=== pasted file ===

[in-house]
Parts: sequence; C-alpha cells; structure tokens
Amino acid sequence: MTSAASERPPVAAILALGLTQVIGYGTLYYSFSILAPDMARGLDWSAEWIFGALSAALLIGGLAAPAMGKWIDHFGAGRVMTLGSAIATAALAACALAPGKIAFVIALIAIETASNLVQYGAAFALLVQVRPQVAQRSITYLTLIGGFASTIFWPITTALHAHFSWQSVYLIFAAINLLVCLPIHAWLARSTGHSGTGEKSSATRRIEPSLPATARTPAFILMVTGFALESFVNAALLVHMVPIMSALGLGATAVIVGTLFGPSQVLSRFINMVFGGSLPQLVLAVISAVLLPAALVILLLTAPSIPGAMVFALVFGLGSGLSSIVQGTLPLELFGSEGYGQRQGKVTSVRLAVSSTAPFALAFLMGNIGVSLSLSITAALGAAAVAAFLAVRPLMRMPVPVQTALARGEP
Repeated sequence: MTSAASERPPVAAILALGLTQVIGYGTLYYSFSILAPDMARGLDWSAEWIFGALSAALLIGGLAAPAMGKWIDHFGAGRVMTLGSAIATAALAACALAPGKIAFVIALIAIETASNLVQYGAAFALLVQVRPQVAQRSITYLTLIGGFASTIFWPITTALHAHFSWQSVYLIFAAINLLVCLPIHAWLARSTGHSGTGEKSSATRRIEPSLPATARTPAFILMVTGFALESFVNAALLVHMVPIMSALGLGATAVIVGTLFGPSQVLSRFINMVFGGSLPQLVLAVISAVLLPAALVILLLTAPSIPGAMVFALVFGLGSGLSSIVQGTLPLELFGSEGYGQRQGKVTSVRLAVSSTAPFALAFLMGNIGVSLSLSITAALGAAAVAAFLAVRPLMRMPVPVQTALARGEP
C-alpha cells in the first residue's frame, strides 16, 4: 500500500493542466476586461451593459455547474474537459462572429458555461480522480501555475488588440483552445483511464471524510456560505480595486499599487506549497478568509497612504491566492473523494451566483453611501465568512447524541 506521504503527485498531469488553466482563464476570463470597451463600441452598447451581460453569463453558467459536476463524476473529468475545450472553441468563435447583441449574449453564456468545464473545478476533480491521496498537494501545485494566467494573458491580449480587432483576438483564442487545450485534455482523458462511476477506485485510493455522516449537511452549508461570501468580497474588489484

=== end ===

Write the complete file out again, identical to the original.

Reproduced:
[in-house]
Parts: sequence; C-alpha cells; structure tokens
Amino acid sequence: MTSAASERPPVAAILALGLTQVIGYGTLYYSFSILAPDMARGLDWSAEWIFGALSAALLIGGLAAPAMGKWIDHFGAGRVMTLGSAIATAALAACALAPGKIAFVIALIAIETASNLVQYGAAFALLVQVRPQVAQRSITYLTLIGGFASTIFWPITTALHAHFSWQSVYLIFAAINLLVCLPIHAWLARSTGHSGTGEKSSATRRIEPSLPATARTPAFILMVTGFALESFVNAALLVHMVPIMSALGLGATAVIVGTLFGPSQVLSRFINMVFGGSLPQLVLAVISAVLLPAALVILLLTAPSIPGAMVFALVFGLGSGLSSIVQGTLPLELFGSEGYGQRQGKVTSVRLAVSSTAPFALAFLMGNIGVSLSLSITAALGAAAVAAFLAVRPLMRMPVPVQTALARGEP
Repeated sequence: MTSAASERPPVAAILALGLTQVIGYGTLYYSFSILAPDMARGLDWSAEWIFGALSAALLIGGLAAPAMGKWIDHFGAGRVMTLGSAIATAALAACALAPGKIAFVIALIAIETASNLVQYGAAFALLVQVRPQVAQRSITYLTLIGGFASTIFWPITTALHAHFSWQSVYLIFAAINLLVCLPIHAWLARSTGHSGTGEKSSATRRIEPSLPATARTPAFILMVTGFALESFVNAALLVHMVPIMSALGLGATAVIVGTLFGPSQVLSRFINMVFGGSLPQLVLAVISAVLLPAALVILLLTAPSIPGAMVFALVFGLGSGLSSIVQGTLPLELFGSEGYGQRQGKVTSVRLAVSSTAPFALAFLMGNIGVSLSLSITAALGAAAVAAFLAVRPLMRMPVPVQTALARGEP
C-alpha cells in the first residue's frame, strides 16, 4: 500500500493542466476586461451593459455547474474537459462572429458555461480522480501555475488588440483552445483511464471524510456560505480595486499599487506549497478568509497612504491566492473523494451566483453611501465568512447524541 506521504503527485498531469488553466482563464476570463470597451463600441452598447451581460453569463453558467459536476463524476473529468475545450472553441468563435447583441449574449453564456468545464473545478476533480491521496498537494501545485494566467494573458491580449480587432483576438483564442487545450485534455482523458462511476477506485485510493455522516449537511452549508461570501468580497474588489484